- “If these behaviors add up to consciousness, it means one of two things: Either consciousness evolved twice, at least, across the long course of evolutionary history, or it evolved sometime before birds and mammals went on their separate evolutionary journeys. Both scenarios would give us reason to believe that nature can knit molecules into waking minds more easily than previously guessed. This would mean that all across the planet, animals large and small are constantly generating vivid experiences that bear some relationship to our own.”
The Atlantic explores a veterinary hospital in Delhi, Jainism, birds (crows in particular), fish, consciousness and a temple in Gujarat – all in one glorious article. Worth it in particular for the theme of consciousness – but much else besides as well!
- “Each of these imbalances is important and needs to be rectified. One has to do with the differing levels of per-capita consumption of basic public goods and services. The other has to do with the differing levels of stock of infrastructure leading the differential growth accelerating potential development. These are two distinct policy goals and following Tinbergen Principle warrants two distinct policy instruments. Eliminating the Planning Commission and replacing this with NITI Aayog merely as a think tank leaves us with only one instrument; namely Finance Commission. This approach if not reviewed can lead to a serious problem of increasing regional and sub-regional inequities.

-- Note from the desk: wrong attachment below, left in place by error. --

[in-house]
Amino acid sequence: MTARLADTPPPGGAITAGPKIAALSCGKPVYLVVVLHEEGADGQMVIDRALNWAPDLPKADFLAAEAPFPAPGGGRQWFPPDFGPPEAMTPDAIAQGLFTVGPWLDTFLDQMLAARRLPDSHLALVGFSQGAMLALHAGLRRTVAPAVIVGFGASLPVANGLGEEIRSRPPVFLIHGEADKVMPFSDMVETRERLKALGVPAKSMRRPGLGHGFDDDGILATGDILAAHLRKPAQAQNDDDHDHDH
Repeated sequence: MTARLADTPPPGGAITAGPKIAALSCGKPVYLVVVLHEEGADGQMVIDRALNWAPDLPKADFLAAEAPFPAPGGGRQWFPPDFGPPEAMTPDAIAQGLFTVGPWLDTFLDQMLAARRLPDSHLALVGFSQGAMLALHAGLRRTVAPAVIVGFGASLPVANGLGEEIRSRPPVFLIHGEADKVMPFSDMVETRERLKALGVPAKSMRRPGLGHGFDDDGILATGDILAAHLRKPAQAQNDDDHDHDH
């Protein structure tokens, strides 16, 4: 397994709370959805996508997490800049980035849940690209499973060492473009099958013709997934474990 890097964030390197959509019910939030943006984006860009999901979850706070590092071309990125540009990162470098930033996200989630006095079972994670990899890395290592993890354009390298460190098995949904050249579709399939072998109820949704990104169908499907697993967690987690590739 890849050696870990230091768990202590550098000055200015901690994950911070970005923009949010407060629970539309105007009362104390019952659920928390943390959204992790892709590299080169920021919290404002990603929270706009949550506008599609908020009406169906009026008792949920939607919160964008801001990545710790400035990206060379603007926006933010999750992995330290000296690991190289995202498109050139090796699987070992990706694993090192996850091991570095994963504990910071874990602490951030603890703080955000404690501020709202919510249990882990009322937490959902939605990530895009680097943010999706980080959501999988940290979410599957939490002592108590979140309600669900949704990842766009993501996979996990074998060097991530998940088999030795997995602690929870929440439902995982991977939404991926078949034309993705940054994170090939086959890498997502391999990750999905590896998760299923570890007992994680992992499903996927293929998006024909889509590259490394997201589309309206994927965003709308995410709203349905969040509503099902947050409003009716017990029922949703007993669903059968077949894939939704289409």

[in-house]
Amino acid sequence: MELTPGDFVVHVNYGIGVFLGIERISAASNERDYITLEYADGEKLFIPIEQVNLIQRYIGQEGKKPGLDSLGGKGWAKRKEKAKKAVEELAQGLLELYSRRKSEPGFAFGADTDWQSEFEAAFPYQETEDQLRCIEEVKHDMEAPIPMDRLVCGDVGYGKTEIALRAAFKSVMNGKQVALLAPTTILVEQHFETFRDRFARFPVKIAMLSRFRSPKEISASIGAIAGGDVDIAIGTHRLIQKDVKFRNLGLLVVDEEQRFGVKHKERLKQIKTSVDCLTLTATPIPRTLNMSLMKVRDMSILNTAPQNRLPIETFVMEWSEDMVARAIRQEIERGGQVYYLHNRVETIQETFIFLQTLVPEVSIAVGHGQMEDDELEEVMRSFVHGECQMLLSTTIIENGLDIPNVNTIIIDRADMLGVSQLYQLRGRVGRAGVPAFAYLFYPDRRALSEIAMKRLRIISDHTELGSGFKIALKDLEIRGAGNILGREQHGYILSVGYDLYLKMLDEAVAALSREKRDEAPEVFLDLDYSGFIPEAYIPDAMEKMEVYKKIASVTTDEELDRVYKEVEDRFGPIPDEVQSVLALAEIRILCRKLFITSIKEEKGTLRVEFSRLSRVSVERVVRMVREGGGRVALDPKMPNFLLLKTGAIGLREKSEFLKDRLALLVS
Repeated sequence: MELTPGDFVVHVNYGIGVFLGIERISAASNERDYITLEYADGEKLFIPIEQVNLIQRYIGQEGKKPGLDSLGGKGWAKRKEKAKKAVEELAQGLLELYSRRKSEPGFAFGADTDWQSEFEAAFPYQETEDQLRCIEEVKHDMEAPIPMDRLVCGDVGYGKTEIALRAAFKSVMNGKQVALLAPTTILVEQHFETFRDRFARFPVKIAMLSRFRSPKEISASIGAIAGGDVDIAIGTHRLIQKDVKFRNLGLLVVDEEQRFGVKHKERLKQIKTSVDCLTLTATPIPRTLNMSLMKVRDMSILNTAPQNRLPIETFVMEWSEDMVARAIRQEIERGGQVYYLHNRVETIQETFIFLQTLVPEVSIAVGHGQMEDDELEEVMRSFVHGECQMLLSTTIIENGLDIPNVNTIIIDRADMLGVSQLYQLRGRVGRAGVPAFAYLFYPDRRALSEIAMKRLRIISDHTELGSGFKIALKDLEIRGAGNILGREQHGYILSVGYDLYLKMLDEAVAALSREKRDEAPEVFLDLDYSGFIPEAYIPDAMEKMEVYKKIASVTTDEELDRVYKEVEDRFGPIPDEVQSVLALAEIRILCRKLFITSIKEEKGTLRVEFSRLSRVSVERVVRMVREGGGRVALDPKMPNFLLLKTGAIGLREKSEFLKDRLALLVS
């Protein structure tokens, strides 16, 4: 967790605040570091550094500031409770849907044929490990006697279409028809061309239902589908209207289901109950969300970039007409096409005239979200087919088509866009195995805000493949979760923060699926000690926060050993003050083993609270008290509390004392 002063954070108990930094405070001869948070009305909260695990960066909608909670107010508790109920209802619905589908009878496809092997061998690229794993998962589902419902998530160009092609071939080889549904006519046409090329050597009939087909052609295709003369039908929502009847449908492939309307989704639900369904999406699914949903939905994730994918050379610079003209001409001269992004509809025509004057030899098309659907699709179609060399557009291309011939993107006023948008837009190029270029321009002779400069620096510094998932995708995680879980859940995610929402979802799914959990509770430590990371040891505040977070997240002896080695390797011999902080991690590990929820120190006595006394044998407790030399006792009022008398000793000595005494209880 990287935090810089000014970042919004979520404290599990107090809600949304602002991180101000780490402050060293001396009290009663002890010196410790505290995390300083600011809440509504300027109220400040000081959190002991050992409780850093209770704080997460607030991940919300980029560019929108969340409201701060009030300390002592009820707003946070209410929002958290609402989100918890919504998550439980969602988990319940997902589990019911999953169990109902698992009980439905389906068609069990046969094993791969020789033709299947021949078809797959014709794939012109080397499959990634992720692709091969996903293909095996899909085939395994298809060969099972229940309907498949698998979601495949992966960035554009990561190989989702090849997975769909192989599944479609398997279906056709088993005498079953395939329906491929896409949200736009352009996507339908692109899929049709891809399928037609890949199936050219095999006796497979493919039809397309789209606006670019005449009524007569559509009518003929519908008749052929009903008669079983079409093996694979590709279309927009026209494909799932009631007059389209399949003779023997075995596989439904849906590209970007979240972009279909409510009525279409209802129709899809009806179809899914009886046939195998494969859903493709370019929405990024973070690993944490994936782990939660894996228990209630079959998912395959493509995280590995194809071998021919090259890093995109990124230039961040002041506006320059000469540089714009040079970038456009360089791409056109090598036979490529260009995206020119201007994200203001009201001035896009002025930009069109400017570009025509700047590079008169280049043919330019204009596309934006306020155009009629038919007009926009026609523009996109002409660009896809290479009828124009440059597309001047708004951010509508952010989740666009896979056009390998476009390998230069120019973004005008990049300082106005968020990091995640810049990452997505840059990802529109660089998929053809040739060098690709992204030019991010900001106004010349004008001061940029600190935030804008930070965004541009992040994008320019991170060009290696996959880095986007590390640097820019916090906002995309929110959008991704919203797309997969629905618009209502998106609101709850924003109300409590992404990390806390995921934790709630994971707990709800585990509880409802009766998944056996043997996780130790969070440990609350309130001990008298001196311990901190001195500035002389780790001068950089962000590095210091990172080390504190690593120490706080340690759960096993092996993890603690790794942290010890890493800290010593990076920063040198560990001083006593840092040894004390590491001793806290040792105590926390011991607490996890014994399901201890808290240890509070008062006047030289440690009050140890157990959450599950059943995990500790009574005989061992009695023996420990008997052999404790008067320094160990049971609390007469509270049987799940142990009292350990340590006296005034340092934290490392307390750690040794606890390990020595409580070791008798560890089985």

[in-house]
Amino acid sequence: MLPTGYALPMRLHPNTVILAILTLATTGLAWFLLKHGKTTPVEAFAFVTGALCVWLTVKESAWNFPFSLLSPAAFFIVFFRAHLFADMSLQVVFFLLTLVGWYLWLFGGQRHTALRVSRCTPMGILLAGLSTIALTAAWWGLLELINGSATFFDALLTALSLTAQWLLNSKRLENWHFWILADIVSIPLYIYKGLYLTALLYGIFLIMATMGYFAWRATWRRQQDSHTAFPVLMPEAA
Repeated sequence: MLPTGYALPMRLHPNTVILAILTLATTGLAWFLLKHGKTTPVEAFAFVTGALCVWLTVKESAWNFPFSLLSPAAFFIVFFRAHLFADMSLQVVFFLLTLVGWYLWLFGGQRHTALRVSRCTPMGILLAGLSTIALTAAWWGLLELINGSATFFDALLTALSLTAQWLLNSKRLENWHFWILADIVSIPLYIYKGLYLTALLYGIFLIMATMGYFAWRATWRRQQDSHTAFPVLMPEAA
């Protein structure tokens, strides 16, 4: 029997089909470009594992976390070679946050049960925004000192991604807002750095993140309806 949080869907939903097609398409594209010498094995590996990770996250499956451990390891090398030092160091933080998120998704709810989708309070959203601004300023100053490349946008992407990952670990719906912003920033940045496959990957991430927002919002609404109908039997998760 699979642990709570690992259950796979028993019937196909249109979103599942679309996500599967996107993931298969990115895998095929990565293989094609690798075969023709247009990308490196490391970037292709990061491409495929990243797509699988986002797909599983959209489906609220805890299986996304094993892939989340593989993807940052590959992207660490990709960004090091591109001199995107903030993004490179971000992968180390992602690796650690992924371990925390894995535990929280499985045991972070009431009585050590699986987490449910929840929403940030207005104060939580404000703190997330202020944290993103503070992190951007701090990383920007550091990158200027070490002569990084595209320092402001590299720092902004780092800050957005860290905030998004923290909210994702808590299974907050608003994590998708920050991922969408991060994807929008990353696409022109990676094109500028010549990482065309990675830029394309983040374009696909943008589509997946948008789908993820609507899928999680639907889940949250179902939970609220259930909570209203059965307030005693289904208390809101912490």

Who better than Dr. Vijay Kelkar to tell us more about Niti Aayog 2.0? You might want to look up the Tinbergen Principle if you do not know about it already. (Via Mostly Economics)
- “Last year, at the end of the summer melting season, the team drew lines on the stakes marking the height of the ice, as researchers have done here for decades. Now, looking at a stake nearly a year later, Nikolay Kasatkin, one of the institute researchers, and Dr. Shahgedanova saw that more of the wood was visible. With the end of melting still a couple of months off, parts of the Tuyuksu were already about three feet thinner.”
The NYT does excellent work tracking climate change, and this article is only the latest in a long string of articles entirely worth reading. Best viewed on a desktop.
- “ICICI directors shouldn’t get a free pass from regulators. Otherwise, they’ll just show up at other boards, perpetuating a culture of CEO worship that’s at odds with their role as stewards of public shareholders. Indian investors deserve better.”
Andy Mukherjee doesn’t mince words while talking about the lack of oversight at the board level in ICICI Bank. What might the situation be like at other banks in India?
- “It can be easy to think of a calendar as a scientific given, or a reflection of the laws of the universe. In fact, as these holidays remind us, there are as many ways to track time as there are cultures and languages. Each calendar reveals something about how the people who created it relate to the world around them while also preserving rich cultural identities and memories.”
A nice read from the NYT about the way different cultures track time – as it turns out, there are many ways to measure it – the lunar and the solar calendars happen to be just two of them.
- “India’s first education policy was framed in 1968 based on the famed Kothari Commission report, the second in 1986 and the third—a revision of the 1986 policy—in 1992.The official cited above said it’s not as if the previous policies were implemented quickly. In fact, making eight years of education compulsory was part of the 1968 policy but it was implemented only in 2009 through the Right to Education Act.”
A depressing read, particularly for me, but the state of India’s NEP today mirrors much of India’s inaction on this in the past.